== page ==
"The problem has been that boaters and other watercraft users have been speeding way too fast in areas where manatees live, and they've been hitting and killing them in record numbers," said Judith Vallee of Save the Manatee Club, a plaintiff in the suit. "Even though the state implemented some speed regulations in the early 1990s to curb these occurrences, they were never fully enforced or implemented."
Under the new settlement, FWCC staff will propose adopting additional slow speed zones in nine of Florida's coastal counties where current speed limits are a danger to manatees. Manatee populations in these areas are high, and boat-manatee collisions are frequent. Commission staff will also propose 14 new sanctuaries where watercraft activity will be off-limits or sharply limited. These sanctuaries will be in known calving or feeding grounds for manatees.
"It's important to note that what we're doing here today is protecting manatees, not restricting boaters," said Manley Fuller, president of the Florida Wildlife Federation, one of the plaintiffs. "The new speed zones will not only help to protect this endangered animal, but they will also help to ensure a safe experience on the water for families and other boaters as well."
Speeding boats are a major threat to manatees. The majority of adult manatees in Florida have at least one propeller scar; many bear multiple scars and lesions.
Despite recent high counts of manatees, Dr. Naomi Rose of the Humane Society of the United States, another plaintiff, warned, "The high count is the result of unprecedented conditions in which to count the animals. It has been one of the coldest winters on record and the manatees were forced to congregate in warm, clear waters where it's easy to spot them. That shouldn't be interpreted as a population increase. Now that we know the minimum number, it gives us some breathing room, but that's all."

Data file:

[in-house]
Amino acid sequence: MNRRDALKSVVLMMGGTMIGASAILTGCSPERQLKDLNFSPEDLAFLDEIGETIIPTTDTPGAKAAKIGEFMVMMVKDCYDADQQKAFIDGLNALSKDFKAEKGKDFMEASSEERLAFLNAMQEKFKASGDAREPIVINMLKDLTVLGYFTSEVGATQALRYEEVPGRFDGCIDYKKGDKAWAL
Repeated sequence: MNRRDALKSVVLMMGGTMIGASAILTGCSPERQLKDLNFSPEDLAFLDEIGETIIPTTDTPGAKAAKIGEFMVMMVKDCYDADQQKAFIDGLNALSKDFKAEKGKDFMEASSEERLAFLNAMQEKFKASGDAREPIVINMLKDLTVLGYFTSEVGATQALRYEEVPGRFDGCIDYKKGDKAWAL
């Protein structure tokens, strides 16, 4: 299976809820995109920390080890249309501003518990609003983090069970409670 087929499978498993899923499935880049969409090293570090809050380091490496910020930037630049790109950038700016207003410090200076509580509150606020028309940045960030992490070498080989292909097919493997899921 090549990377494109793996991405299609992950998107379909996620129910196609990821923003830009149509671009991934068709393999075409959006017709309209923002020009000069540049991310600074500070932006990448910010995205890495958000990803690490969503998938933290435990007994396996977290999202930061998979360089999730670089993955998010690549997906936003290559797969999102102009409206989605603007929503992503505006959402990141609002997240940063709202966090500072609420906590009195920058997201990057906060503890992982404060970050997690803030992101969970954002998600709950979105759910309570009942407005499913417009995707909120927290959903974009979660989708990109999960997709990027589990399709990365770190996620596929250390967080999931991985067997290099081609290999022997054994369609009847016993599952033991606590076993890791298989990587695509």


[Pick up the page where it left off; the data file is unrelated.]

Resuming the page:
Rose, the marine mammal scientist for HSUS, also cautioned that, "Manatees are divided equally on both coasts, with small numbers in both locations. Any catastrophic event such as another outbreak of red tide or drastic water temperature changes could easily jeopardize either population."
"Since 1974, we know that at least 988 manatees have been killed by boats," added David Guest of Earthjustice Legal Defense Fund, lead attorney for the coalition. "Countless others have been injured -- some horribly disfigured by watercraft. Slowing these crafts down and leaving a few unspoiled areas where boats aren't permitted will certainly help prevent deaths and injuries. Today's settlement greatly improves the possibility of recovery for this species."
Conservationists charge that even with the new settlement, it is still up to individual watercraft operators to respect the manatee protection measures and obey the law. "It's not unreasonable to ask boaters to slow down in designated areas in an effort to leave manatees unharmed," said Patti Thompson, staff biologist for Save the Manatee Club. "But even with the added protection this agreement brings, the vast majority of Florida's waterways are not regulated."
In January the plaintiffs announced another settlement agreement in their companion federal lawsuit against the U.S. Fish and Wildlife Service and Army Corps of Engineers. According to the terms of that settlement, new projects in manatee habitat must have protection measures such as speed zones, warning signs and law enforcement already in place before the federal government can issue a development permit.
"There can be no doubt that these two settlements create increased protection for Florida's manatees," said Guest. "Hopefully, without them being hacked to pieces by boat propellers, these creatures will have a chance to recover and become a vital, thriving species once again."